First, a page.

Hydroton is one of the most functional and sustainable plant growth media on the market. It is also called lightweight expanded clay aggregate (LECA for short) and clay pebbles. This growing media is used for gardening in hydroponics, for houseplant decoration and for better drainage in soil. Hydroton is the original brand and manufacturer but has spawned various other brands and names, such as Grow !t Clay Pebbles. LECA’s history and uses date back long before its use in Hydroponics. It was initially designed in the 1930s for use in building materials, like concrete. To make LECA, natural and unprocessed clay matter is cut into small pieces and placed in a rotary kiln heated to about 2000℉. Inside the kiln, gasses trapped inside the clay begin to expand, which result in air pockets that are baked into the mostly round shaped clay pebbles that we know and love as Hydroton.
When used in hydroponic and aquaponic gardening, clay pebbles are typically added to a net cup or pot to provide structure and support for young plants’ root systems. Although the hard consistency of this growing media may seem off putting or less than ideal for gardening, LECA’s pH neutrality and resistance to nutrient leaching provide a conducive substrate for root growth and development. In addition, its lightweight nature means that, given enough space in a net pot or flood/drain table, it easily shifts to accommodate root growth. The space between pebbles allows oxygen to reach the roots, which is an important factor for preventing root rot. Root Rot, a broad term used to describe a number of ailments affecting a plants root system, is typically caused by overly moist soil or, more precisely, over-saturation of the plants root system which typically causes necrosis of the roots. Nestling the base of a plant in LECA helps aerate the roots to help prevent this condition. Additionally, because the pebbles are porous and generally about 0.25” - 1” in diameter, clogging pumps with coco, soil, other grow media or losing other media to erosion or wash-away is generally not a concern.
Healthy root growth in hydroponic DWC bucket system using clay pebbles.
As with anything, there are a few drawbacks. Typically, seedlings should germinate prior to transplanting into LECA. Although there are specialized methods for starting seeds directly in LECA, most growers first germinate seeds in a secondary substrates; the most common of which are:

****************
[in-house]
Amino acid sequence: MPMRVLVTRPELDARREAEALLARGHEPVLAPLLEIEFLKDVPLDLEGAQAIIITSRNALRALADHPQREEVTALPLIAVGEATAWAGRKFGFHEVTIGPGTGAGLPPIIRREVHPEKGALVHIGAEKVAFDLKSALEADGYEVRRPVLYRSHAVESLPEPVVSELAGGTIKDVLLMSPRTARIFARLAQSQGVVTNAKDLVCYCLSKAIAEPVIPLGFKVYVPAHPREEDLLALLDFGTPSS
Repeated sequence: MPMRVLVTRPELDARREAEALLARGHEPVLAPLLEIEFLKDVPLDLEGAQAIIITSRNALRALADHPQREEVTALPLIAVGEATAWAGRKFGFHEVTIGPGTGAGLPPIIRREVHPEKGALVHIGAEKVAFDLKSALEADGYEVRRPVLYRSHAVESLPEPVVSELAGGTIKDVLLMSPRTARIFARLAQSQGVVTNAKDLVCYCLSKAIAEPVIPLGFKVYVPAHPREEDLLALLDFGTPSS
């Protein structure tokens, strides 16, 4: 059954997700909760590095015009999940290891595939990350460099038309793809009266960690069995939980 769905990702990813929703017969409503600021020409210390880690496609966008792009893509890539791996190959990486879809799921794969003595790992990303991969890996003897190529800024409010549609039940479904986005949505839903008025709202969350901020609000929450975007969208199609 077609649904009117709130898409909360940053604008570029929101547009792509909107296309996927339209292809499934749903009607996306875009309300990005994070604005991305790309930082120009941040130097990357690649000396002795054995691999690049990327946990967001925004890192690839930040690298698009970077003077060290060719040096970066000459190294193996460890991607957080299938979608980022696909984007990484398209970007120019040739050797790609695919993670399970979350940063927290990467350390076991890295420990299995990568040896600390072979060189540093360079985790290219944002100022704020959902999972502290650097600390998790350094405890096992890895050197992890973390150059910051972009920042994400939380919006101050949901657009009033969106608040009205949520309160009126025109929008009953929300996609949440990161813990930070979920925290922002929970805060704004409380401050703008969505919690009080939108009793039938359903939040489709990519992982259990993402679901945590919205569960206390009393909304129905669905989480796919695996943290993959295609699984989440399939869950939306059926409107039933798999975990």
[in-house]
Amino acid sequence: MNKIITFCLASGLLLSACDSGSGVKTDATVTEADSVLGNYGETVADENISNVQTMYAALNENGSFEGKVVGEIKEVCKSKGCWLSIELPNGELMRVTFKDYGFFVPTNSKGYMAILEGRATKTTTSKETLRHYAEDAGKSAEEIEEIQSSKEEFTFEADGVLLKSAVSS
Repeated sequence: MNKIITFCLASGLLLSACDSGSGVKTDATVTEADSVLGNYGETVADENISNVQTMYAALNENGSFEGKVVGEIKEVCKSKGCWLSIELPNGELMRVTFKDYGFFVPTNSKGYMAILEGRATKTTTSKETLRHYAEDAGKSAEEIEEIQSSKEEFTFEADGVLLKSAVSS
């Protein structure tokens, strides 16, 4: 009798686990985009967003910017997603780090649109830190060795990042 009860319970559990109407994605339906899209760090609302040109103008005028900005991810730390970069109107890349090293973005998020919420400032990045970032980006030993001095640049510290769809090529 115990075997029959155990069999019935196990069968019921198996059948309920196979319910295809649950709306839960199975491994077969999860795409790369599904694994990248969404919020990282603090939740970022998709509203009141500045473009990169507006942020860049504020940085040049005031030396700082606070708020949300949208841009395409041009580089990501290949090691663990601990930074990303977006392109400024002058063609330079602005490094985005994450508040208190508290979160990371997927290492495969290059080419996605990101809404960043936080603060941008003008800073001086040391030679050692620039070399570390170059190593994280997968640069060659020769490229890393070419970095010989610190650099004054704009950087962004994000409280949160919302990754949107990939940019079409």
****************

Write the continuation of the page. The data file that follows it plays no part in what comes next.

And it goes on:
- Rapid Root Plugs, composted organic material bound together by plant-derived polymer where seeds germinate before transplanting the entire plug into LECA; or
- Rockwool cubes, molten rock spun into cotton candy-like fibers and then compressed into cubes, blocks, or slabs where seeds germinate before transplanting the entirety cube into either a larger rockwool cube or into LECA;
- Coconut Coir, a pre-buffered and pH stabilized organic media used to germinate seeds before rinsing the seedling and its roots clean of organic matter, and then transplanting the clean roots and stem directly into LECA.
These germination methods are most commonly used until the seedlings develop true leaves and strong taproots for the LECA to securely hold the seedling. If using a smaller net cup or pot, the roots can become constricted by the pebbles which causes stress that can stunt the plant’s growth. Depending on the nutrients used, a buildup of salts can occur on top of the hydroton, which is less visually appealing, but ultimately causes no harm.
For many, sustainability is a major factor in the decision to grow soilless. Despite the high temperatures required to make LECA, its ability to be sanitized and reused almost endlessly, make it one of the most sustainable options on the market. This same feature makes it much cheaper in the long-term, despite the higher initial cost for purchase. Recently, LECA was explored for use in soil management to provide aeration and drainage, nutrient filtration in aquaponics, and even for creating sustainable biofilms. In fact, according to studies from the United States Department of Agriculture conducted by the University of Illinois, using LECA as a soil amendment can create better formulated container soil mixtures and, thus, cheaper plant production and higher quality crops. What's more, LECA was also shown to perform significantly better as a filtration substrate in aquaponics (a method of growing plants in fish tanks).
Whether you garden using hydroponics, aquaponics, or traditional soil methods, LECA is one of the most versatile items to keep in your garden toolbox.
Cody J. Brown, J.D. (SuperSaiyanHydroponics)